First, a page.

Predator avoidance depends on prey being able to discern how risk varies in space and time, but this is made considerably more complicated if risk is simultaneously present from multiple predators. This is the situation for an increasing number of mammalian prey species, as large carnivores recover or are reintroduced in ecosystems on several continents. Roe deer Capreolus capreolus in southern Norway illustrate a case in which prey face two predators with contrasting patterns of...

Data from: SNPs to discriminate different classes of hybrid between wild Atlantic salmon and aquaculture escapees

Victoria L. Pritchard, Jaakko Erkinaro, Matthew P. Kent, Eero Niemelä, Panu Orell, Sigbjørn Lien & Craig R. Primmer
Many wild Atlantic salmon (Salmo salar) populations are threatened by introgressive hybridization from domesticated fish that have escaped from aquaculture facilities. A detailed understanding of the hybridization dynamics between wild salmon and aquaculture escapees requires discrimination of different hybrid classes, however markers currently available to discriminate the two types of parental genome have limited power to do this. Using a high-density Atlantic salmon SNP array in combination with pooled-sample allelotyping and an Fst outlier approach,...

Data from: Global transcriptome changes in perennial ryegrass during early infection by pink snow mould

Mallikarjuna Rao Kovi, Mohamed Abdelhalim, Anil Kunapareddy, Åshild Ergon, Anne Marte Tronsmo, May Bente Brurberg, Ingerd Skow Hofgaard, Torben Asp & Odd Arne Rognli
Lack of resistance to pink snow mould (Microdochium nivale) is a major constraint for adaptation of perennial ryegrass (Lolium perenne L.) to continental regions with long-lasting snow cover at higher latitudes. Almost all investigations of genetic variation in resistance have been performed using cold acclimated plants. However, there may be variation in resistance mechanisms that are functioning independently of cold acclimation. In this study our aim was to identify candidate genes involved in such resistance...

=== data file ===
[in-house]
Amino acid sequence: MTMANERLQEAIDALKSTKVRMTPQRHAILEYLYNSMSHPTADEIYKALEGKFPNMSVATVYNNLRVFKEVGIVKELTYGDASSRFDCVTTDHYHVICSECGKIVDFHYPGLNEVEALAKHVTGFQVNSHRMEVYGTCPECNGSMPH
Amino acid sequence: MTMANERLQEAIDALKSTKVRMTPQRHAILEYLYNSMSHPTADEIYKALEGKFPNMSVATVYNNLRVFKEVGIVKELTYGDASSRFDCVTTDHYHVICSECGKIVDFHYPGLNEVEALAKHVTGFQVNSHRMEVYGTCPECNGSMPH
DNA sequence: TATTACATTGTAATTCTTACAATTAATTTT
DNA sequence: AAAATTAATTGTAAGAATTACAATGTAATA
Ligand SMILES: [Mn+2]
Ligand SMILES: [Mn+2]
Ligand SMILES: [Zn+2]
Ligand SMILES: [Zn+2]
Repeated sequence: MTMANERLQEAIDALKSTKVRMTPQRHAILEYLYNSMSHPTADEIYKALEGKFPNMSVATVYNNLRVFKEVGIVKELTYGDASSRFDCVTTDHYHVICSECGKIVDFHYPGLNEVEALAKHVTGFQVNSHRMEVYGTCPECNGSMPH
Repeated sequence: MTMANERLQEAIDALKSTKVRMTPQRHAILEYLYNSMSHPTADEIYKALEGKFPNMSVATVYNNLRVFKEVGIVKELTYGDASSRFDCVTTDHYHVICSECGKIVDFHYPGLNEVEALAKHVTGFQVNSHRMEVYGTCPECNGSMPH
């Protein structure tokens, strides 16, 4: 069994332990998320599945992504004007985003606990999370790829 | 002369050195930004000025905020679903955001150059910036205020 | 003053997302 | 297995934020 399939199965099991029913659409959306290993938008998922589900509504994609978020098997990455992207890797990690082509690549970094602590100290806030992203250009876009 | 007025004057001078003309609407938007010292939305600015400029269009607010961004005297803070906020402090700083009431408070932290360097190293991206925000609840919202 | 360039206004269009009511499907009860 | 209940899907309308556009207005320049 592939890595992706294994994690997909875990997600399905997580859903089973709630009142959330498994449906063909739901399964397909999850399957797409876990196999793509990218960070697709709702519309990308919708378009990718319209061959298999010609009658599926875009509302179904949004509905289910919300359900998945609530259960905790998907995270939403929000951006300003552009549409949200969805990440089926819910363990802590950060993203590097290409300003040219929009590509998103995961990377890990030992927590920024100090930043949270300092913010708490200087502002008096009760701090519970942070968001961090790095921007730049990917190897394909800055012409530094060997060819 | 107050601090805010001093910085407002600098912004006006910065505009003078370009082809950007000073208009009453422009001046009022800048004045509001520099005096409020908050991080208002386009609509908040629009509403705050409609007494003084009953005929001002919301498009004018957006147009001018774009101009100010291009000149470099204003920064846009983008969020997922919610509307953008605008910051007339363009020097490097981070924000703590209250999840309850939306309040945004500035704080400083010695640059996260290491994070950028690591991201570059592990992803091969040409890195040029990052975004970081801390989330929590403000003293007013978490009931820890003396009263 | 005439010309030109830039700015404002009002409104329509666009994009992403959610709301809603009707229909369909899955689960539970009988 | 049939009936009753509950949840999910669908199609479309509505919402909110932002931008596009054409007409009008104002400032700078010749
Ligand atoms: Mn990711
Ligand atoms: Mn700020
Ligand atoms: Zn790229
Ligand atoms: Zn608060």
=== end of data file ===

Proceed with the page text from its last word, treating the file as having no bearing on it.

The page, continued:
Data from: Diel activity, frequency and visit duration of pollinators in focal plants: in situ automatic camera monitoring and data processing

Ronny Steen
Data collection on interactions between organisms and their environment has traditionally been conducted by on-site human observations, a time-consuming enterprise that could explain the shortage of around-the-clock observations of free-ranging wild animals. In this paper, I outline a time-efficient procedure to collect data on flower-visiting animals. The objectives were, first, to model diel activity rhythms by using cosine-based mixed-effects regression models (cosinor method) on data from an established automatic video monitoring system and, secondly, to...

Data from: Commonness and ecology, but not bigger brains, predict urban living in birds

Svein Dale, Jan T. Lifjeld & Melissah Rowe
Background: Several life history and ecological variables have been reported to affect the likelihood of species becoming urbanized. Recently, studies have also focused on the role of brain size in explaining ability to adapt to urban environments. In contrast, however, little is known about the effect of colonization pressure from surrounding areas, which may confound conclusions about what makes a species urban. We recorded presence/absence data for birds in 93 urban sites in Oslo (Norway)...